The College Board has released its data report regarding the availability of AP coursework in schools across the country, as well as trends in testing performance for the 2021-22 academic year. Much of the report centered on increasing the accessibility of AP courses and diversifying the student cohort taking AP courses and sitting for exams.
Separated into three sections—availability, participation, and performance—the report shows some positive trends in increased access while still noting areas for improvement. According to the College Board’s press release: “Fair access to those life-changing experiences has long been a priority for the AP Program. More than 80 percent of American public high school students now attend schools with five or more AP classes available, the result of a concerted expansion of AP offerings in schools across the nation. But course availability does not always translate into equal access for students, so the AP Program remains focused on encouraging the removal of barriers that stand in the way of equitable opportunity.”
While, as the press release notes, 80% of high school students attend schools that offer AP courses, only 48% of public high schools offer the curriculum, meaning that while just under half of high schools in the nation offer AP courses, the majority of the US population attends these large schools. This also means that larger schools are more likely to offer the courses than smaller schools. In addition, in 2021-22, Native American students were the group with the least access to AP courses, with only slightly more than half of Native American students attending a school that offers 5 or more AP courses. The report found significant increases in participation from a number of different racial groups over the last ten years—the number of Latino students participating in AP courses increased 83%, Asian students by 47%, Black students by 22% and white students by 5%.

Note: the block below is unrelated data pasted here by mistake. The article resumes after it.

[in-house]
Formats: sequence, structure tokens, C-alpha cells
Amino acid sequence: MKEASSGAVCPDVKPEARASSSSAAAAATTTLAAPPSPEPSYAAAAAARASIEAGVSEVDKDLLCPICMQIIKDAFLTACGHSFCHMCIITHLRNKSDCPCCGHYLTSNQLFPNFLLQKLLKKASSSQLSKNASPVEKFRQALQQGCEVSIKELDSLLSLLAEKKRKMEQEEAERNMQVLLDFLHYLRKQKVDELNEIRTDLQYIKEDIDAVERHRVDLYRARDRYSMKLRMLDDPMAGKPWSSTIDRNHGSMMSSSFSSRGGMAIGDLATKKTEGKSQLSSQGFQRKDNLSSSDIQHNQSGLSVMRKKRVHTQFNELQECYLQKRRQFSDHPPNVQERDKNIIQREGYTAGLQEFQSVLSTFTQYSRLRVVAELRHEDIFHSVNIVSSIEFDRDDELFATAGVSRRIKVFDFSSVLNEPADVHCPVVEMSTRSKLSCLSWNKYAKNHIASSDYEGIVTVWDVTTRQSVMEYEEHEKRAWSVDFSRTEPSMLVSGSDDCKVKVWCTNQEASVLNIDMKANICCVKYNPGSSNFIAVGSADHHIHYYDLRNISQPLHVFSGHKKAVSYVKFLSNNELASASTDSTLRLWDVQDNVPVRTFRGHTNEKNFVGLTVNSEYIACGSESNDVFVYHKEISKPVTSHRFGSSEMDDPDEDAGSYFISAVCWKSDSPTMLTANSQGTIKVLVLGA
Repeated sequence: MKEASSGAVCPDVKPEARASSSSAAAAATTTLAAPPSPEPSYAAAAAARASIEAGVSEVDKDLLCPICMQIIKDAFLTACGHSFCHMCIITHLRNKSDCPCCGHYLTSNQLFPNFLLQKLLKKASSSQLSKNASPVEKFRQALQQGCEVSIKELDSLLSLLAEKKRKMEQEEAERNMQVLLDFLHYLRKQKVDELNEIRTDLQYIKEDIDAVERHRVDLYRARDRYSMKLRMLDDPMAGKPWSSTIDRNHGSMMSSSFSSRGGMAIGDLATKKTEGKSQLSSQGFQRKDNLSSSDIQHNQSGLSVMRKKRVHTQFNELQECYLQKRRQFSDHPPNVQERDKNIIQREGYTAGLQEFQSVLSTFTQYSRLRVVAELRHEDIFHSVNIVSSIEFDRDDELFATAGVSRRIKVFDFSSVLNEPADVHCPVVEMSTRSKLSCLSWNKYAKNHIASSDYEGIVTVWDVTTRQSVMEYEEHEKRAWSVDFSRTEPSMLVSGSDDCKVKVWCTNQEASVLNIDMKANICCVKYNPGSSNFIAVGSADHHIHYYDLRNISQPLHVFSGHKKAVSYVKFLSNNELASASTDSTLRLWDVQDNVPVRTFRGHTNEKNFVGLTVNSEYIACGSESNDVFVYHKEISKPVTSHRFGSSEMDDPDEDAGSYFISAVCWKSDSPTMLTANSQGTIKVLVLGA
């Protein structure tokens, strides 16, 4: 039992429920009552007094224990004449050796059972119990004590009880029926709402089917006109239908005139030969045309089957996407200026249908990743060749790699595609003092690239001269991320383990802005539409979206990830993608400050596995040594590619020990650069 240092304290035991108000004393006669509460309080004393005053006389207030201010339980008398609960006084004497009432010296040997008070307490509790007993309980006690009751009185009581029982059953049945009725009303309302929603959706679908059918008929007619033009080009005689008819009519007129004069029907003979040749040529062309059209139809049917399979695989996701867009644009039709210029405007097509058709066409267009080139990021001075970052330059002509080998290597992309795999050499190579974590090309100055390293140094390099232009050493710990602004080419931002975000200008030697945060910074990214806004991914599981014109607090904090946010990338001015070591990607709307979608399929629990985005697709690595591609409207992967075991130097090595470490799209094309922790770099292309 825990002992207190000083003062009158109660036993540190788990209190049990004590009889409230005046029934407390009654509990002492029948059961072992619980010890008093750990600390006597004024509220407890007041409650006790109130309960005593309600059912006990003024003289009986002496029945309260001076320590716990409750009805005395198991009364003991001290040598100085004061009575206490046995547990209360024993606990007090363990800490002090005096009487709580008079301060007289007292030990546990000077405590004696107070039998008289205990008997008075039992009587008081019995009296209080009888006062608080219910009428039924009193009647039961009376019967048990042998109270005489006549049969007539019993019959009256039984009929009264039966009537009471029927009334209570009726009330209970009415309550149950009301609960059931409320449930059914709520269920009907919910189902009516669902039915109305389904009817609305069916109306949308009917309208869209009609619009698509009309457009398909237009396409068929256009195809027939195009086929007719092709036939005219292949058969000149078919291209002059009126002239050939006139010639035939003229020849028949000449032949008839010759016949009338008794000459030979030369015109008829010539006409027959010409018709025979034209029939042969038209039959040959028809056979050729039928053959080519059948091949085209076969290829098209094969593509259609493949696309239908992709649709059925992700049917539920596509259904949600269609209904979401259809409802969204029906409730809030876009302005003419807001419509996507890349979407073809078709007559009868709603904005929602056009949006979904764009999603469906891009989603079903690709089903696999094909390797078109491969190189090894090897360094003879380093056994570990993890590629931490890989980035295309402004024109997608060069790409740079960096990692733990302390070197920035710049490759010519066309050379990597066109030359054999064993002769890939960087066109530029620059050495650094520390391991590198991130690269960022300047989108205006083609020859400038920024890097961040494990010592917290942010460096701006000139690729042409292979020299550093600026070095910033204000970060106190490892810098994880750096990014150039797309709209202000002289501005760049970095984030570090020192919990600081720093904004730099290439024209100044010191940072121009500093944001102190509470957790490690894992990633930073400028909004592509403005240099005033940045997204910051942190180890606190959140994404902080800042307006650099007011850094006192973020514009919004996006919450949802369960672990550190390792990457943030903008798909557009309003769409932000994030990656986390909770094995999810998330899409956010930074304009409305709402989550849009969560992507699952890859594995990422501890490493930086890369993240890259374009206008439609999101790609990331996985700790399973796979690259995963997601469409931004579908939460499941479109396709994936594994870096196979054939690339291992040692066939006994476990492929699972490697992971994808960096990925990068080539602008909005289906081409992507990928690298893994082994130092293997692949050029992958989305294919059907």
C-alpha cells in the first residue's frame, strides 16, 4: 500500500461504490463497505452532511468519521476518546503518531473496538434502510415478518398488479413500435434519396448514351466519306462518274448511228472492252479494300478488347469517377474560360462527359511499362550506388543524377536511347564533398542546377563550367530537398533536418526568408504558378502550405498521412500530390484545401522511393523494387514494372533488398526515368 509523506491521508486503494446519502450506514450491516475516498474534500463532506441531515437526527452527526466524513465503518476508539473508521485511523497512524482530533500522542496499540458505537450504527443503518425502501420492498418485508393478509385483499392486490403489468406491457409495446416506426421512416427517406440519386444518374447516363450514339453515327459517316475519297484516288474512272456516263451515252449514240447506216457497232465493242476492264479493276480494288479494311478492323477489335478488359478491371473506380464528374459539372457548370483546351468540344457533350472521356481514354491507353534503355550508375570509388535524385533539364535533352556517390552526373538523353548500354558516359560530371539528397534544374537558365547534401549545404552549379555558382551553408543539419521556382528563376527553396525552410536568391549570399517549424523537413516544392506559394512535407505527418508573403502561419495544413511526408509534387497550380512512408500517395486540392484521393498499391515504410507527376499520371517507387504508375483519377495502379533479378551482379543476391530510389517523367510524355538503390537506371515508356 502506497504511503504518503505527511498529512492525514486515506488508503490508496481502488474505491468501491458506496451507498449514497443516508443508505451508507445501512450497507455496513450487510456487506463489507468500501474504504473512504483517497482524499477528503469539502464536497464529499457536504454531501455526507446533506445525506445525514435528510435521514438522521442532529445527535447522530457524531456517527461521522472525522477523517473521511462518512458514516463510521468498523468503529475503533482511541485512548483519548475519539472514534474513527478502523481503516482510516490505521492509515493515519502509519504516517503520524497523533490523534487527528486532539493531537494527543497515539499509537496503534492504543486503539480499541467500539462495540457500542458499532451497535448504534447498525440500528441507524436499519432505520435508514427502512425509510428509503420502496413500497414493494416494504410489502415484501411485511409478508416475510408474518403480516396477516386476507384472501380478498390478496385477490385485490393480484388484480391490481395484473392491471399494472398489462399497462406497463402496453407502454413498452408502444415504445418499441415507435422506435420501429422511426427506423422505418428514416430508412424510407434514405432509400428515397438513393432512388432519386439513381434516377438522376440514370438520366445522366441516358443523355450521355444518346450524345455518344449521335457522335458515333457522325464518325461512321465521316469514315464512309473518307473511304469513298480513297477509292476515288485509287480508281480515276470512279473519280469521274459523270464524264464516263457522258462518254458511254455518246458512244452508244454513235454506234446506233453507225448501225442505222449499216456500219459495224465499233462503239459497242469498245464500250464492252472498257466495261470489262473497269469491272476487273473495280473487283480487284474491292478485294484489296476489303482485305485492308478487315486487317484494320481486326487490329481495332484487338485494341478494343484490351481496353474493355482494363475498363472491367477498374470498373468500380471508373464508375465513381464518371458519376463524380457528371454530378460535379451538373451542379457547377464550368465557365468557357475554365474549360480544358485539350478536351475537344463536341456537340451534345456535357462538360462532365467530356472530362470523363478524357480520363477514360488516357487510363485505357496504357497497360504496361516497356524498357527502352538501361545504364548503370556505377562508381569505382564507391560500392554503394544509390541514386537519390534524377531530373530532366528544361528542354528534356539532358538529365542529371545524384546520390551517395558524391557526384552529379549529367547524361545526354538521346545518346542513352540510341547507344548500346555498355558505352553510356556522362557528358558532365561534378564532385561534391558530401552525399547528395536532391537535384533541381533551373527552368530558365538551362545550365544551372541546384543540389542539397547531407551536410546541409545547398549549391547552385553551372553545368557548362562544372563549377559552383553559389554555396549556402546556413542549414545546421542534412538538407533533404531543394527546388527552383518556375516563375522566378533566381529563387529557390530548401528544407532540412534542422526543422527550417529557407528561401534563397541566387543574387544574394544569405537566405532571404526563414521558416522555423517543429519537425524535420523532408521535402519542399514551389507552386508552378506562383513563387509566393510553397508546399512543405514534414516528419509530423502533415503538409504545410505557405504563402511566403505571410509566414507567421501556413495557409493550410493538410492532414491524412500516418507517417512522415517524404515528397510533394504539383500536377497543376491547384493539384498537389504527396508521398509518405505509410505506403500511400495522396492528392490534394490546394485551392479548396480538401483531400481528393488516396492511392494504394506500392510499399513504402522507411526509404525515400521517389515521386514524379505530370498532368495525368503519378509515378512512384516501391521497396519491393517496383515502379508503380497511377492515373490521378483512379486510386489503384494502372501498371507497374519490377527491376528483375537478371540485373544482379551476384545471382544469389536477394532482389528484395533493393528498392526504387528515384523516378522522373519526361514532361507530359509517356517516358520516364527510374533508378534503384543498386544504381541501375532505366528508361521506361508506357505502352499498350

The report further found increases in the number of credit qualifying AP scores earned by students across all groups surveyed over the 2021 cycles. The most significant increase was a 35% jump in the number of credit-qualifying scores earned amongst Black students over the last year. This metric is particularly significant, as credit qualifying scores can allow students to complete their degrees in less than four years, thereby saving money and entering the workforce sooner.
The report comes at a contentious time for Advanced Placement curriculum. The last six months have seen heated debates regarding the content of the AP’s newest course, AP African American Studies, after Republican lawmakers in Florida and other conservative activists objected to the inclusion of topics such as systemic racism, intersectionality, and Black Lives Matter. After watering down the curriculum in response to Florida Governor Ron DeSantis’ insistence that the course would not be allowed in Florida schools, the new curriculum was likewise criticized by African American Studies scholars and other educational activists. Brown University professor Matthew Guterl slammed the College Board as “supplicants to Ron DeSantis,” and organizations such as PEN America, the National Parents Union, and CFT, a California affiliate of the American Federation of Teachers, all condemned the changes.
Additionally, Annie Abrams’ recently released book Shortchanged: How Advanced Placement Cheats Students has revived conversation around the issues surrounding AP curriculum and testing, as Abrams alleges that Advanced Placement has increasingly strayed from the College Board’s original intent for the program due to the revenue it generates. The report released by College Board last week appears to emphasize the continued relevance of the program, particularly for students from diverse backgrounds.